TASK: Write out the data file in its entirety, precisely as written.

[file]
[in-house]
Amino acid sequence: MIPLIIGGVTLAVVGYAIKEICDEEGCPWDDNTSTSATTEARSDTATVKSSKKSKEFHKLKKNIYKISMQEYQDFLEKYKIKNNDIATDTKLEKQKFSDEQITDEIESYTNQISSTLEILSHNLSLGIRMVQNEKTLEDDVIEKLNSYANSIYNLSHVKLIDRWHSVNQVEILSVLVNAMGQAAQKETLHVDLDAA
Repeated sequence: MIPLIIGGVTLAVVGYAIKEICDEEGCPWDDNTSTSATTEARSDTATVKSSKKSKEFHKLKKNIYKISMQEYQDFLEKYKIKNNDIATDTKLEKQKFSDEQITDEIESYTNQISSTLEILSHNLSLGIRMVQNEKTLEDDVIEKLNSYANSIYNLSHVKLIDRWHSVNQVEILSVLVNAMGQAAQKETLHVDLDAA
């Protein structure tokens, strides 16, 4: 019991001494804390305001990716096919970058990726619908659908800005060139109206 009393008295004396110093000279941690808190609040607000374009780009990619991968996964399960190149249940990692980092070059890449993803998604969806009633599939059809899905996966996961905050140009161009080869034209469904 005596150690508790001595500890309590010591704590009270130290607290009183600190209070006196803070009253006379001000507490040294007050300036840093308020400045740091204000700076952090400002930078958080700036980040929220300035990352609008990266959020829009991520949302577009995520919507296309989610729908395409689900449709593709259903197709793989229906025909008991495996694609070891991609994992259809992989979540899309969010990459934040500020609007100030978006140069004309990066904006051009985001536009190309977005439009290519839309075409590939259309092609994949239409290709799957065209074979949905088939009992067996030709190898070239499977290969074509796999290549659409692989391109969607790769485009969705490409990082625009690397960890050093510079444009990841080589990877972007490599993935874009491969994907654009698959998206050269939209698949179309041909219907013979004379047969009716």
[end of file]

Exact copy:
[in-house]
Amino acid sequence: MIPLIIGGVTLAVVGYAIKEICDEEGCPWDDNTSTSATTEARSDTATVKSSKKSKEFHKLKKNIYKISMQEYQDFLEKYKIKNNDIATDTKLEKQKFSDEQITDEIESYTNQISSTLEILSHNLSLGIRMVQNEKTLEDDVIEKLNSYANSIYNLSHVKLIDRWHSVNQVEILSVLVNAMGQAAQKETLHVDLDAA
Repeated sequence: MIPLIIGGVTLAVVGYAIKEICDEEGCPWDDNTSTSATTEARSDTATVKSSKKSKEFHKLKKNIYKISMQEYQDFLEKYKIKNNDIATDTKLEKQKFSDEQITDEIESYTNQISSTLEILSHNLSLGIRMVQNEKTLEDDVIEKLNSYANSIYNLSHVKLIDRWHSVNQVEILSVLVNAMGQAAQKETLHVDLDAA
């Protein structure tokens, strides 16, 4: 019991001494804390305001990716096919970058990726619908659908800005060139109206 009393008295004396110093000279941690808190609040607000374009780009990619991968996964399960190149249940990692980092070059890449993803998604969806009633599939059809899905996966996961905050140009161009080869034209469904 005596150690508790001595500890309590010591704590009270130290607290009183600190209070006196803070009253006379001000507490040294007050300036840093308020400045740091204000700076952090400002930078958080700036980040929220300035990352609008990266959020829009991520949302577009995520919507296309989610729908395409689900449709593709259903197709793989229906025909008991495996694609070891991609994992259809992989979540899309969010990459934040500020609007100030978006140069004309990066904006051009985001536009190309977005439009290519839309075409590939259309092609994949239409290709799957065209074979949905088939009992067996030709190898070239499977290969074509796999290549659409692989391109969607790769485009969705490409990082625009690397960890050093510079444009990841080589990877972007490599993935874009491969994907654009698959998206050269939209698949179309041909219907013979004379047969009716």